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March Mammal Madness: The Winner Is...

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We have a winner of March Mammal Madness! With more than 4,600 voting in the final round for the nickname for our hypothetical placental ancestor, the winner is... Schrëwdinger.

Schrëwdinger visits the Hall of Primitive Mammals at the Museum

© AMNH/D. Finnin


The nickname is a play on the famous 1930s thought experiment known as Schrödinger's cat. Austrian physicist Erwin Schrödinger wanted to test a tenet of quantum mechanics on objects larger than microscopic particles: could a large organism (and not just, say, an atom) be in two states at once? Could a cat, for instance, be both alive and dead at the same time? 

The name Schrëwdinger was first thought up by Ross Wagner. (He will receive prizes−Museum tickets and a poster of Schrëwdinger−for devising the winning name.)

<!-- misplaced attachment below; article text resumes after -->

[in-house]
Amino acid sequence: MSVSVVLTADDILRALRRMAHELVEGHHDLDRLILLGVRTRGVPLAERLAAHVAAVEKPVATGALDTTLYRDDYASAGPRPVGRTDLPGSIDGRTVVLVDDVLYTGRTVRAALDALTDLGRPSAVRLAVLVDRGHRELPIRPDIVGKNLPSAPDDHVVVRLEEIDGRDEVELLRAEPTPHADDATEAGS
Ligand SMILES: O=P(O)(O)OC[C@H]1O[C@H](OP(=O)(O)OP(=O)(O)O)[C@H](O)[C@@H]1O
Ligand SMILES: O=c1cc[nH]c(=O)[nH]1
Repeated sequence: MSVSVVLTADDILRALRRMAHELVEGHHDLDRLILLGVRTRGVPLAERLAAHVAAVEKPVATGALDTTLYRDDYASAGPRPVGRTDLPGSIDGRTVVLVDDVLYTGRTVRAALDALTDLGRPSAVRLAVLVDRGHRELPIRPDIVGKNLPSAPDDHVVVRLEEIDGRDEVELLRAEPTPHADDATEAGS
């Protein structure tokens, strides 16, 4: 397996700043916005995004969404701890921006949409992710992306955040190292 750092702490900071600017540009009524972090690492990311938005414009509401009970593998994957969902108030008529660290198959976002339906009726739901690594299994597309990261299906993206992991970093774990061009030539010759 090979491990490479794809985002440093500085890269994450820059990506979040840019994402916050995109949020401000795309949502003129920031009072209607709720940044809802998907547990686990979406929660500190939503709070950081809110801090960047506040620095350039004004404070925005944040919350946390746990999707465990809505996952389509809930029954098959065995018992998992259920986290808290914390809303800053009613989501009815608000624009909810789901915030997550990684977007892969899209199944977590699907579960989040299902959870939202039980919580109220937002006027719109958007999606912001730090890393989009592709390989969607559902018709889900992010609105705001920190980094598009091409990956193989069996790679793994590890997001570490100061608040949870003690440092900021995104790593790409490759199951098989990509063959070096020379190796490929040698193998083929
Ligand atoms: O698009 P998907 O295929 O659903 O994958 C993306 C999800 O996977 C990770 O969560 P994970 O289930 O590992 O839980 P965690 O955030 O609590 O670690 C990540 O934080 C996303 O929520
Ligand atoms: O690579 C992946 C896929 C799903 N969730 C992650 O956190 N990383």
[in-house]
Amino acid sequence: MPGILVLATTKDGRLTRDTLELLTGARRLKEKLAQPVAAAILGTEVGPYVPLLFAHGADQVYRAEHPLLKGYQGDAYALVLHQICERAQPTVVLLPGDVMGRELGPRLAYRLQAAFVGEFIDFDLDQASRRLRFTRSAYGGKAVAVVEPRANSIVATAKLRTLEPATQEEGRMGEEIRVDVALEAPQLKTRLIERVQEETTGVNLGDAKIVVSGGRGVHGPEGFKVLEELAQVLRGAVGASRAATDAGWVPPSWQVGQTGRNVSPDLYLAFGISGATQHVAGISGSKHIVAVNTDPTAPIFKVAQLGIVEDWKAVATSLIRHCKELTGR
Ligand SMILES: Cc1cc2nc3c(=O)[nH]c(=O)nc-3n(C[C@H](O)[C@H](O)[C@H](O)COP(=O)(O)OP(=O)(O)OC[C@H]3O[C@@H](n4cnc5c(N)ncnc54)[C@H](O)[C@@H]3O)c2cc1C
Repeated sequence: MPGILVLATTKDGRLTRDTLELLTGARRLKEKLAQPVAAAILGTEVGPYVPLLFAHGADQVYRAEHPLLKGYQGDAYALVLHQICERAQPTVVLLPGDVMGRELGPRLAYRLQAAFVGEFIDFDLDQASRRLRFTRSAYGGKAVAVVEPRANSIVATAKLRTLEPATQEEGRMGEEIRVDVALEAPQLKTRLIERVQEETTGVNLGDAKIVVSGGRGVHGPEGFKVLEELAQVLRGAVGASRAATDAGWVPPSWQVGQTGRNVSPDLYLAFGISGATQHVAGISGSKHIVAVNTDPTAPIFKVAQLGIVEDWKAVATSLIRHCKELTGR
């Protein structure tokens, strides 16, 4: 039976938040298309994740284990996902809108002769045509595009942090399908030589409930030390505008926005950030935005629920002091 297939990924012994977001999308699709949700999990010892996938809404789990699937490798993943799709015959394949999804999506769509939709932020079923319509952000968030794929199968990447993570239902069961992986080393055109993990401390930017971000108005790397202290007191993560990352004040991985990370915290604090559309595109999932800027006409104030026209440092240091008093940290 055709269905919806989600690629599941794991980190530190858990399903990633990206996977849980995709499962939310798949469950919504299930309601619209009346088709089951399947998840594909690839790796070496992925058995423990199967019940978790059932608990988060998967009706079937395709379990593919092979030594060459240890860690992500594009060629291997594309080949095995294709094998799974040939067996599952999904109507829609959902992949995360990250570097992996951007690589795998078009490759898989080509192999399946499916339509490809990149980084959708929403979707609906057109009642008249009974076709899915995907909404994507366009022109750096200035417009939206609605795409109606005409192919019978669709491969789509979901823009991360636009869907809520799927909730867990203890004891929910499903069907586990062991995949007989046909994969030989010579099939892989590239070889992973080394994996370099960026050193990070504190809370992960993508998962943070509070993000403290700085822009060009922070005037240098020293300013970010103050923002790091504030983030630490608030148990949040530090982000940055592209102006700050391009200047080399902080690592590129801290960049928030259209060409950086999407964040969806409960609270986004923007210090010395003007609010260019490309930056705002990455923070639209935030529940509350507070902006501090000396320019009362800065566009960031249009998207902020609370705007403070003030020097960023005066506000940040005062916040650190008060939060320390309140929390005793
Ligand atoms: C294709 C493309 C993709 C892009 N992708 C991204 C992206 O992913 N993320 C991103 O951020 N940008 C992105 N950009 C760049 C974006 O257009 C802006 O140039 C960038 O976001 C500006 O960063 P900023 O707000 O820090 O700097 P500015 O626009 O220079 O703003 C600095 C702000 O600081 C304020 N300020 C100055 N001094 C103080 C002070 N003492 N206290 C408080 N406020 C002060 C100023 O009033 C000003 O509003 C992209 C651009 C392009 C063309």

Though the mammalian evolutionary tree of life points to the probability that our common ancestor was a small, shrewlike, furry-tailed creature, researchers have found no fossil of the species, and so it remains hypothetical—in a way, our ancestor is then both real and unreal, a bit like Schrödinger's cat could be alive and dead. 

In any case, we've grown quite fond of Schrëwdinger during March Mammal Madness.

Morphobank common ancestor

An artist’s rendering of the hypothetical placental ancestor, a small insect-eating animal.

Carl Buell


Hope you have, too! Thank you for playing, thanks to Radiolab for its enthusiasm and energy throughout March Mammal Madness, and for helping give our ancestor a name.

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